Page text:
D.O.M.

Via Giulia, 131, 00186 Roma RM, Italy

The D.O.M., which opened in late 2013, is a five-star boutique hotel in the heart of Rome’s historic center. Originally built as a 17th-century noble palace, the property was subsequently converted into a monastery, then Ministry of Justice offices. Its current design, which blends architectural elements from its previous uses, was entrusted to architect Antonio Girardi, who has seamlessly married Renaissance reverence and modern design.

Thanks to the previous ecclesiastical incarnation, rooms are intimate and many have low ceilings. Dark gray and brown hues mingle with velveteen, brick, and wood, creating a cavernous feel in the ground-floor common areas, which contrast with the bright and open rooftop terrace and its views over Rome’s Renaissance quarter and across the river to Trastevere. On the ground floor, a small reception area precedes the hotel bar and restaurant, as well as a small enclosed terrace.

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D.O.M.

The D.O.M., which opened in late 2013, is a five-star boutique hotel in the heart of Rome’s historic center. Originally built as a 17th-century noble palace, the property was subsequently converted into a monastery, then Ministry of Justice offices. Its current design, which blends architectural elements from its previous uses, was entrusted to architect Antonio Girardi, who has seamlessly married Renaissance reverence and modern design.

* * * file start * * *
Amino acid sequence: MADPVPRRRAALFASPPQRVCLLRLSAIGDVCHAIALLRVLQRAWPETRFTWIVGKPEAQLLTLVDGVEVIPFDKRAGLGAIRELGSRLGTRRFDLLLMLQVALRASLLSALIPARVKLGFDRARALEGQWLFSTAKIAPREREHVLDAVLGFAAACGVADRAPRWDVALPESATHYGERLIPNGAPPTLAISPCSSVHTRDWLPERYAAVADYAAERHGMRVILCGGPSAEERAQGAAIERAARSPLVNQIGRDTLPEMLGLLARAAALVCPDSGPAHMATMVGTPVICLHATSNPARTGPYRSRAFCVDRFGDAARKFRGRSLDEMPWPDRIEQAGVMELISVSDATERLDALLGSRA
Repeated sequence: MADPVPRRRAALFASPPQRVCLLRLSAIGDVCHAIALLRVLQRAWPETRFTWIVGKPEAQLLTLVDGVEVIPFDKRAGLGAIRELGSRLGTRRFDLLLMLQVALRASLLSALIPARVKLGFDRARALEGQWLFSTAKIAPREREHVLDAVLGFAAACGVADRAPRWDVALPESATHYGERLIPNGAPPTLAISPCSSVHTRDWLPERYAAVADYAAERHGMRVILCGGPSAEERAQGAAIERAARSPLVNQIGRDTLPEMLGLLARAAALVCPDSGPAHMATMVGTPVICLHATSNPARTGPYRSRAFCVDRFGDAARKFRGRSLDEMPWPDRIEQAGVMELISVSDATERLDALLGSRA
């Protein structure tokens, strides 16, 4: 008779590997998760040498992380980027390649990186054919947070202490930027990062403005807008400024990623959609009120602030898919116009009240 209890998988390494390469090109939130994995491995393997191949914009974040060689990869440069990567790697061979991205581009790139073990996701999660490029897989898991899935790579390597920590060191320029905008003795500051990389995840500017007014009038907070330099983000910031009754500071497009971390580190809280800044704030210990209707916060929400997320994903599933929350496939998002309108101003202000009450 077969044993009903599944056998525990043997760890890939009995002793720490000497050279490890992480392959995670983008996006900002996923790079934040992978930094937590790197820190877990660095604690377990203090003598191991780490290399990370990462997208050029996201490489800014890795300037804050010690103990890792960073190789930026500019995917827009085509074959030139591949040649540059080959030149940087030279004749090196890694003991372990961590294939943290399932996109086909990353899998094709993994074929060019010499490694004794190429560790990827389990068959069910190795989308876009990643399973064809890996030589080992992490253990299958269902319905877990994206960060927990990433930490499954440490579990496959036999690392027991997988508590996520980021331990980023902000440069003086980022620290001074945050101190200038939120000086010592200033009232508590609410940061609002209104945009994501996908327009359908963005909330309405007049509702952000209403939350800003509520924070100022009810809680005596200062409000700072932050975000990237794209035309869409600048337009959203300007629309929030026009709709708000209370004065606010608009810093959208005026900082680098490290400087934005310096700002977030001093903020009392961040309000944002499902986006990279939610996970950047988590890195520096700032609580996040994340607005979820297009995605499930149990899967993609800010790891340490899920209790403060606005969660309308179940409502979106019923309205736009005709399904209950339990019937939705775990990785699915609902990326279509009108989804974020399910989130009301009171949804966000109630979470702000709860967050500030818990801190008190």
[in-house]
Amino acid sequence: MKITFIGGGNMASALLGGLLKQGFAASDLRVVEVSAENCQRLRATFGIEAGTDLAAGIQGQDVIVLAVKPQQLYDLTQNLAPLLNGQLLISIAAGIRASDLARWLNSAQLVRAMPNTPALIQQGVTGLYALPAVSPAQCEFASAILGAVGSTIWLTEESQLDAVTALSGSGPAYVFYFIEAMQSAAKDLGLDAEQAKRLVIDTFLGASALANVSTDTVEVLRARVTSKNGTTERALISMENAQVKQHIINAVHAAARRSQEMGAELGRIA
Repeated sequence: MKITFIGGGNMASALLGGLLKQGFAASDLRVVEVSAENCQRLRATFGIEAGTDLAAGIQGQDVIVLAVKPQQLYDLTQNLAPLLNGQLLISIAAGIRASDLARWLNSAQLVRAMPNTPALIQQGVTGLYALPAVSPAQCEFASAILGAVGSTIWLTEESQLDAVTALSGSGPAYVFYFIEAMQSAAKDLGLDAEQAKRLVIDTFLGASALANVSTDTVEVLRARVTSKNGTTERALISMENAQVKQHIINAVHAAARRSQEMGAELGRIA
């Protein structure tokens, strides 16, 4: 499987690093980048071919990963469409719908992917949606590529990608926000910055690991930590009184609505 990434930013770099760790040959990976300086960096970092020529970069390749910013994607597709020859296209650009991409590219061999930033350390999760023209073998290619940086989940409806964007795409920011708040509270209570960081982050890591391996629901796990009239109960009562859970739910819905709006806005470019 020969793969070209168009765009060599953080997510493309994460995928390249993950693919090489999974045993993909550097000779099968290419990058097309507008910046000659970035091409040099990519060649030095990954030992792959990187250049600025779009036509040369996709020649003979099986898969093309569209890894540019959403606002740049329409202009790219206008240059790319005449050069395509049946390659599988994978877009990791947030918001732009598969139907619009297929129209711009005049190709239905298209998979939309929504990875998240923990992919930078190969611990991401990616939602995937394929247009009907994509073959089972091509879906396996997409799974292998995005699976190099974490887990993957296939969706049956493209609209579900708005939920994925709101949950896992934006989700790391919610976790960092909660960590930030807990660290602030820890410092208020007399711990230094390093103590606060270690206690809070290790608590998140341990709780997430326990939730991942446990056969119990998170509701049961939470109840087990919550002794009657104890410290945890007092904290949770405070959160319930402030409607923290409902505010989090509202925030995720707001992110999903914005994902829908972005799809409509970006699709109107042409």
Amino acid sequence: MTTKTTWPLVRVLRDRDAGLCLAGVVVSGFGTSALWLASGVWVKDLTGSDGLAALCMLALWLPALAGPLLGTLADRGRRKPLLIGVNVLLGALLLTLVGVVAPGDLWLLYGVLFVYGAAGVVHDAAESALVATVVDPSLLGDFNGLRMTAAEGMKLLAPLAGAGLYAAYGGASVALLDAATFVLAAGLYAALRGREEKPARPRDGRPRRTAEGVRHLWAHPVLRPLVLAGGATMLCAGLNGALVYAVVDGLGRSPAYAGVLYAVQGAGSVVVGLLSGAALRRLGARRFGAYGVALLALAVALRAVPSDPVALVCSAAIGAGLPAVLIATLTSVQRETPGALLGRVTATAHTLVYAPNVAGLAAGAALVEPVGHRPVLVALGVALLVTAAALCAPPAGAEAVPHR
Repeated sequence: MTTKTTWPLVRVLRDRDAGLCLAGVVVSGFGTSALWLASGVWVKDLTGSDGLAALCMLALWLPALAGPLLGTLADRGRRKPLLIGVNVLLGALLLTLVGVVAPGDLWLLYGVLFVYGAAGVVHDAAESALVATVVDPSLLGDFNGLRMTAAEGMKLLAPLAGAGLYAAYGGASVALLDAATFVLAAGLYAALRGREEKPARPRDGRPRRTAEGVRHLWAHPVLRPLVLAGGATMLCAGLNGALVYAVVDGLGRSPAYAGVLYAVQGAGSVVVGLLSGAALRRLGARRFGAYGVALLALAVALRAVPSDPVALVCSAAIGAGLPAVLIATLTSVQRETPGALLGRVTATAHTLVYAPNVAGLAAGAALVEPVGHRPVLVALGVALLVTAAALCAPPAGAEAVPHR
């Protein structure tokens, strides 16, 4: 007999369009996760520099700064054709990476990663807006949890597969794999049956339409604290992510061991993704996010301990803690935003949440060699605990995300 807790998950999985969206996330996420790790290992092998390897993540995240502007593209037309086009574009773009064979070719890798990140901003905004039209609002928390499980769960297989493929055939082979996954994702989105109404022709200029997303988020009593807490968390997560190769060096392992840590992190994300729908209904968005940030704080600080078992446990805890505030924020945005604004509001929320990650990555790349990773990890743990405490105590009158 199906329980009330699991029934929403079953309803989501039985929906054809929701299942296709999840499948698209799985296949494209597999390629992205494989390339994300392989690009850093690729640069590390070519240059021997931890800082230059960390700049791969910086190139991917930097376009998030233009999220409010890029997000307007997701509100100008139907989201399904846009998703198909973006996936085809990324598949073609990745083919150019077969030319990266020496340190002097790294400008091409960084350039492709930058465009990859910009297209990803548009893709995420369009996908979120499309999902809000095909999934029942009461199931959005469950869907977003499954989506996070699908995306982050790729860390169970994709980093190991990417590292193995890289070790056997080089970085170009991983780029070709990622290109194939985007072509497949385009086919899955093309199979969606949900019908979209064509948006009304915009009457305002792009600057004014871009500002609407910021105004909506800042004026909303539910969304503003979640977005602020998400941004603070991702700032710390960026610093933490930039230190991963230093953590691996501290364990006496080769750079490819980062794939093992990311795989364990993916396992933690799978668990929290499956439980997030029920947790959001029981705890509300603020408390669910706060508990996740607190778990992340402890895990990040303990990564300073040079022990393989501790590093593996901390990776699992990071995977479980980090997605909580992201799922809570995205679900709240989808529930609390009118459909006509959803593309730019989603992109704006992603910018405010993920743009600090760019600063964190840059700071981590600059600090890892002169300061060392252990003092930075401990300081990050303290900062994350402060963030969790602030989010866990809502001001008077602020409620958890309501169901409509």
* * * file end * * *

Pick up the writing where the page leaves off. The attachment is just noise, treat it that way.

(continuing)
Thanks to the previous ecclesiastical incarnation, rooms are intimate and many have low ceilings. Dark gray and brown hues mingle with velveteen, brick, and wood, creating a cavernous feel in the ground-floor common areas, which contrast with the bright and open rooftop terrace and its views over Rome’s Renaissance quarter and across the river to Trastevere. On the ground floor, a small reception area precedes the hotel bar and restaurant, as well as a small enclosed terrace.

D.O.M.

The D.O.M., which opened in late 2013, is a five-star boutique hotel in the heart of Rome’s historic center. Originally built as a 17th-century noble palace, the property was subsequently converted into a monastery, then Ministry of Justice offices. Its current design, which blends architectural elements from its previous uses, was entrusted to architect Antonio Girardi, who has seamlessly married Renaissance reverence and modern design.

Thanks to the previous ecclesiastical incarnation, rooms are intimate and many have low ceilings. Dark gray and brown hues mingle with velveteen, brick, and wood, creating a cavernous feel in the ground-floor common areas, which contrast with the bright and open rooftop terrace and its views over Rome’s Renaissance quarter and across the river to Trastevere. On the ground floor, a small reception area precedes the hotel bar and restaurant, as well as a small enclosed terrace.

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